The Challenge of Options
I wanted to start this entry with some sort of warning: despite all the wonderful things you’ve heard about Yale Law School, this whole experience isn’t all plain sailing. I wanted to find some burden you ought to bear in mind because, when I was trying to make the decisions you’re facing, the Yale write-ups all seemed a little too good to be true. If you're supposed to tell YLS your shortcomings, reciprocity seems reasonable.
Some of the real delights of Yale you probably already know: Yale’s unbeaten ranking record, its unmatched class sizes, the stress-free grading policy and unusually liberal 1L curriculum. Other lesser known treats are easy to find after some simple research. For example, you’ll be taught by Judge Guido Calabresi, Dean Harold Koh, Former Solicitor General Drew Days and Bill Eskridge (who, curiously, wrote the book on Procedure most other law schools use, but doesn’t have us read it). Another distinction at Yale is that you’ll be able to clinic and actually practice law starting your second semester. As you can see, you can study whatever you want.
And then there are the things that sound a little sentimental: lecturers who’ll know you by name within days (and one freaky one from the very first lecture), classmates who readily share ideas, 2L advisors who email to see how you’re getting along.
So, where’s the cloud for all the silver lining? There's too much choice. Suddenly, after a quiet and sheltered first semester, we’re in the deep end. I found this to be extremely interesting considering that other peer law schools say that Yale is too small to have too many things to do.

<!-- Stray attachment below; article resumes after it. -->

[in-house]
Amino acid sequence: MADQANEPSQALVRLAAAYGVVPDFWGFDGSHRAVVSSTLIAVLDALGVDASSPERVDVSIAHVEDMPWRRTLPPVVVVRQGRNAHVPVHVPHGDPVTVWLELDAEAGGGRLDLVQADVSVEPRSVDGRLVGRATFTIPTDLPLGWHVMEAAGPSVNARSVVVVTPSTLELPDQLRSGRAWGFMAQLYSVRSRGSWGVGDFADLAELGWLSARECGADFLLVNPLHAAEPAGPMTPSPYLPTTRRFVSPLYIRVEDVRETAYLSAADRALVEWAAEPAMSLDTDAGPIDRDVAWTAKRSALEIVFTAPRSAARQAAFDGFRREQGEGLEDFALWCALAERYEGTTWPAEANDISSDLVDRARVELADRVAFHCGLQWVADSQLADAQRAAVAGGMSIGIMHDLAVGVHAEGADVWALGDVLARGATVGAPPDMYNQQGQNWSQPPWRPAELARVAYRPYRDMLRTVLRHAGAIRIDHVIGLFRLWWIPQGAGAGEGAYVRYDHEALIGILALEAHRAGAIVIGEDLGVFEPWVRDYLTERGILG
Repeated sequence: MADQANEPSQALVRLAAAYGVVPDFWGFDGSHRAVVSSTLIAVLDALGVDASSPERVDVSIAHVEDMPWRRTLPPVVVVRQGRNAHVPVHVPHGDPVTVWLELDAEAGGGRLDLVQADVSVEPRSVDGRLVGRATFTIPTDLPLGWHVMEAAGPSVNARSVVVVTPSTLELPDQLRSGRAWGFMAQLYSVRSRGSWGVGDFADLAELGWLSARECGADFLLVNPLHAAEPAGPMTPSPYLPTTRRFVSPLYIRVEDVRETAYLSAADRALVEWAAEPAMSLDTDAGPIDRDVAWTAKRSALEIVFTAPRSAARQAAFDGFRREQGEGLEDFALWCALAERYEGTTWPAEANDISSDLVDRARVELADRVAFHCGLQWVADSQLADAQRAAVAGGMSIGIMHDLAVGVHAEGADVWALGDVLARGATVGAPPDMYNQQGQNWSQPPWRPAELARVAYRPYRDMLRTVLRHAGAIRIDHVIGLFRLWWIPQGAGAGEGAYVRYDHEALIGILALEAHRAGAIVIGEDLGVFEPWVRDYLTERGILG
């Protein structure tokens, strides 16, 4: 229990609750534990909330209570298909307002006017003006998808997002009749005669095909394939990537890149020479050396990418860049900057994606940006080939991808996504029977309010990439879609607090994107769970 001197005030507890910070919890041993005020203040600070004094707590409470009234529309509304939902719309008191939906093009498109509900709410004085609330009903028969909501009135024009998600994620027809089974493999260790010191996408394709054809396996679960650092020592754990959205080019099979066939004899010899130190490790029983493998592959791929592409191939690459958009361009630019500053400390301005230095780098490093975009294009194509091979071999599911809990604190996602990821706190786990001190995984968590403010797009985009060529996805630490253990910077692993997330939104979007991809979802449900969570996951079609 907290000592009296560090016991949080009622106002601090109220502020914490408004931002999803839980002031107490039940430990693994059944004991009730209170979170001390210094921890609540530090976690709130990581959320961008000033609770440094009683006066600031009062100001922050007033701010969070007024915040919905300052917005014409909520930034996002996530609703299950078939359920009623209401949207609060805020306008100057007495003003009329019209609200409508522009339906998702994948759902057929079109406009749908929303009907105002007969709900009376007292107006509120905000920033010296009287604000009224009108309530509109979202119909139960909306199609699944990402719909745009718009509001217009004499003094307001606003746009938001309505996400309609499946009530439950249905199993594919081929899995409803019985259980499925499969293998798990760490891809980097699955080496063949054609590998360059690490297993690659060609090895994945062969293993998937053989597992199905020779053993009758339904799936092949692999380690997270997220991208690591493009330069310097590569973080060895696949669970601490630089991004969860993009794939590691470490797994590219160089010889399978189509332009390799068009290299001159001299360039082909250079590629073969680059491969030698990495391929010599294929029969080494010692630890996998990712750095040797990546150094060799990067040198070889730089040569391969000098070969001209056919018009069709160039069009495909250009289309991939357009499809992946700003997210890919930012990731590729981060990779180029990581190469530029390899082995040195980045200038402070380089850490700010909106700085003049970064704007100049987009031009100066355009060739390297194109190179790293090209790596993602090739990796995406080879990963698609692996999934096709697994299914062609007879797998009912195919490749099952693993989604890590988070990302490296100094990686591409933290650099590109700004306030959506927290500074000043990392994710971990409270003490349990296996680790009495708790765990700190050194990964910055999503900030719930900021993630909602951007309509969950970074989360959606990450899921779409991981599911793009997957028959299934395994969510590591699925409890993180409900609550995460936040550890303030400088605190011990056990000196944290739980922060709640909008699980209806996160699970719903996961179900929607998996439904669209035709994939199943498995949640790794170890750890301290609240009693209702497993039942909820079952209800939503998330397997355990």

Next week, we’ve got to choose courses for January. And by courses, YLS really means lectures, seminars, reading groups, journals and clinics. The courses range from topics on economics, or media law, or domestic violence, or privacy, or criminal law, or business organizations. By my count, the preliminary list presents 113 options for 189 1Ls. Not tough enough to decide? In addition to class, YLS students have too many options when selecting jobs. The December 1 watershed for summer job applications is about to arrive, and there, there aren’t any guidelines at all – we can work anywhere! I know 2Ls who’ve worked in The Hague and on the Hill, the United Nations, the WHO, the WTO, the UNHCR, in Kosovo, Lagos, Monrovia and New York. Truthfully, the number of summer jobs is almost guaranteed to exceed 189. And you can do whatever you want.
My point is, there’s an unbelievable amount of opportunity cost around here. And if I knew of a stronger caveat, I would’ve opened with it. Maybe this is a place – maybe it’s a disadvantage. However, one thing is for sure – this is Yale.